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The Future of the International Monetary System

The Future of the International Monetary System

Edited by Marc Uzan

Is the international financial architecture debate over? Not according to leading experts gathered together in this impressive volume who try to identify the key trends that will fashion the international financial system in the years ahead. As history has shown, the evolution of the international monetary system is a slow process. However, the authors argue that we may be entering a new era in which a combination of factors will have lasting consequences on the functioning of the international monetary system and the future role of the IMF.

Chapter 16: The governance of the international financial system

Lorenzo Bini Smaghi

Subjects: economics and finance, international economics, money and banking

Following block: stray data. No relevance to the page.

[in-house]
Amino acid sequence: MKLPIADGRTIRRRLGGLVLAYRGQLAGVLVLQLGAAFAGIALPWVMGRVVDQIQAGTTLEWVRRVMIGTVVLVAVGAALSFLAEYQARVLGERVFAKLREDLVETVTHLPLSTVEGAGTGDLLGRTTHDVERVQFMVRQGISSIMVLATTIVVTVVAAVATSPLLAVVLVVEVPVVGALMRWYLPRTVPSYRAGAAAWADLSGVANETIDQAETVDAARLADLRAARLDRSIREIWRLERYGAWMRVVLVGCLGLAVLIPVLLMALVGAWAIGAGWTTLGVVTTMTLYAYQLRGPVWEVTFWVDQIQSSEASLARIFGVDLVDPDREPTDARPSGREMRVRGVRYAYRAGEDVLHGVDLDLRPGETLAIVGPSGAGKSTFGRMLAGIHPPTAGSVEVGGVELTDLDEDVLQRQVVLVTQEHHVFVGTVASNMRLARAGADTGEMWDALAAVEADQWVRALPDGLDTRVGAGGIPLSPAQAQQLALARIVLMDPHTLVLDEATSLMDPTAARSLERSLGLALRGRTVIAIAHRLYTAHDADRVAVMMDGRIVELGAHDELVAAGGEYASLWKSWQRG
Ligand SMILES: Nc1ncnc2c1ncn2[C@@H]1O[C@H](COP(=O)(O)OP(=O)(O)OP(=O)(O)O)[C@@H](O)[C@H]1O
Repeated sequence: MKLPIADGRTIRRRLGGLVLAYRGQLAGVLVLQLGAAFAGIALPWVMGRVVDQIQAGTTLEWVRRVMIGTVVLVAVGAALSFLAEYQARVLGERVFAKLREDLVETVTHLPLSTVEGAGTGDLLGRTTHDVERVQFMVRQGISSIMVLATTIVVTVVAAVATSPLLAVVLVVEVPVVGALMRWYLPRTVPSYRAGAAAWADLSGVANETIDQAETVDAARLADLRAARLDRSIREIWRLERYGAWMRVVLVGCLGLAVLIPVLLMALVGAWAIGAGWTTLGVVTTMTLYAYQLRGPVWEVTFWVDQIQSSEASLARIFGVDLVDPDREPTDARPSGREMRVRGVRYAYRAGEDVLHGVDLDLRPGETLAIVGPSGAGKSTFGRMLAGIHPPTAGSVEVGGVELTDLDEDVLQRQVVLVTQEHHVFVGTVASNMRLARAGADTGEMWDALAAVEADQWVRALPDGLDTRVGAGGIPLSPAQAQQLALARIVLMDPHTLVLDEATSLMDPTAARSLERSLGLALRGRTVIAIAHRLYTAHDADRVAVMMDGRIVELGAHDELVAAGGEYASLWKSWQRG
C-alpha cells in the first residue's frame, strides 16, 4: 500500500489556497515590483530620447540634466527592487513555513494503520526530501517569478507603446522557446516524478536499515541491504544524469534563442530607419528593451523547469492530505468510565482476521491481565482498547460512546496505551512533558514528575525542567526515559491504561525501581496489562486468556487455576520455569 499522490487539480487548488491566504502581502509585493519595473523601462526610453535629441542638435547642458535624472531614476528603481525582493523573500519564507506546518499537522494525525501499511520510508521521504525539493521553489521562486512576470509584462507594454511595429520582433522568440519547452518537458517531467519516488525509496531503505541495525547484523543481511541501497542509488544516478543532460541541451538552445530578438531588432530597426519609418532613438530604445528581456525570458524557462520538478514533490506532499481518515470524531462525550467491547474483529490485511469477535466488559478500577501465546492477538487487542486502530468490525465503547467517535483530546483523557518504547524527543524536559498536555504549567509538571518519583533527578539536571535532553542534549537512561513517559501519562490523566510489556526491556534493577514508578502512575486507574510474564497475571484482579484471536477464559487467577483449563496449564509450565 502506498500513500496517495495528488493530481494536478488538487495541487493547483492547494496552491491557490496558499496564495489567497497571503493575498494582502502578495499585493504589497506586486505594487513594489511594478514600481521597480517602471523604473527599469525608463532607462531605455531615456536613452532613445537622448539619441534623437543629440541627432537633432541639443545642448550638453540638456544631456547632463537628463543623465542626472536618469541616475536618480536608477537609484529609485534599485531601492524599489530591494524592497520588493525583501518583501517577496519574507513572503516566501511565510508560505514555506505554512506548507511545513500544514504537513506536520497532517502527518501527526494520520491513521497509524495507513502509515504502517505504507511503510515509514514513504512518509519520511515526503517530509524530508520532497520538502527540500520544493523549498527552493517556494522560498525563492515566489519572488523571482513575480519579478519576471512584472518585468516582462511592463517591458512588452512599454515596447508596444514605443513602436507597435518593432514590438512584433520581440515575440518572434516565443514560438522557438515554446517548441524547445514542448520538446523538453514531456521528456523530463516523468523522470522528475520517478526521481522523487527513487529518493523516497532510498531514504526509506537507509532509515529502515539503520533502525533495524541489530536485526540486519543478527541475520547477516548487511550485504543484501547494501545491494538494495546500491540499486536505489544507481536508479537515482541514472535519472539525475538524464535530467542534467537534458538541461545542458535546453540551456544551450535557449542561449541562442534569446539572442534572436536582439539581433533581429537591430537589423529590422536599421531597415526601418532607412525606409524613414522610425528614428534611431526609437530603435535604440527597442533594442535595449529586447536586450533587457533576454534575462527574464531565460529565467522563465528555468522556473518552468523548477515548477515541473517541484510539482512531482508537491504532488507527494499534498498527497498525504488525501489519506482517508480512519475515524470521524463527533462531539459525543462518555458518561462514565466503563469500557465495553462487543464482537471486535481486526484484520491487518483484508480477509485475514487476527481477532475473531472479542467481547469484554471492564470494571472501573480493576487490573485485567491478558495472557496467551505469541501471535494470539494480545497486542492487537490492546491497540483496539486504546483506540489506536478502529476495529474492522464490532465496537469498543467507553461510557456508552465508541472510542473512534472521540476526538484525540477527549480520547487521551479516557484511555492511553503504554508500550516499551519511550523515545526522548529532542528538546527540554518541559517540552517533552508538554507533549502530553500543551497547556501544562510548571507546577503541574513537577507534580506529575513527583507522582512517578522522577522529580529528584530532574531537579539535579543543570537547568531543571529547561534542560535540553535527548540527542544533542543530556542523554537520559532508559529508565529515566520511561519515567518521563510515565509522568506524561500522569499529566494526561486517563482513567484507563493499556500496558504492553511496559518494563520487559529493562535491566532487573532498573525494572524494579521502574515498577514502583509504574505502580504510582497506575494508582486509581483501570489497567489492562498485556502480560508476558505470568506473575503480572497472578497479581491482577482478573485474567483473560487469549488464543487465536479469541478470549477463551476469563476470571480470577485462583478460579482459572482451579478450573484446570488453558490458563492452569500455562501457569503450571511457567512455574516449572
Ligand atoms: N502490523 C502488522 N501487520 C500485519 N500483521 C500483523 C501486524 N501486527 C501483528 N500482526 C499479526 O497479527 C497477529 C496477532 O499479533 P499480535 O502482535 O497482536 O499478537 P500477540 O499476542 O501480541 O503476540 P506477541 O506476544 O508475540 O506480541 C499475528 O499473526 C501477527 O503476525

16. The governance of the international financial system Lorenzo Bini Smaghi* INTRODUCTION The issue of governance is increasingly being raised in economic life, especially when major failures occur in the functioning of markets and institutions. As far as the international financial system is concerned, the Asian crisis of the second half of the 1990s was one of those cases which led to a reassessment, in particular with respect to the Bretton Woods institutions. The Cologne G7 Summit (G7 1999) contained some suggestions with respect to improving the governance of the international financial institutions (IFIs). In particular, the governing body of the IMF was strengthened and the Group of 20 was created, to enlarge the sphere of consensus building between industrial and emerging market countries. The Financial Stability Forum, an emanation of the G7, was also created to oversee the work of the various groupings in charge of monitoring the stability of financial markets. These developments have not stopped the critics of the current system of governance. The meetings of the IFIs since 2000 have given rise to various demonstrations, and the intensity has been attenuated recently only due to the emotions post September 11. Criticisms come from all parts, starting from the academic world (even when there is close involvement with the working of the institutions, as in the case of Joseph Stiglitz), nongovernmental organizations, but also the political world. In the United States, for instance, the IFIs are under serious scrutiny by Congress. The refusal by the US administration...

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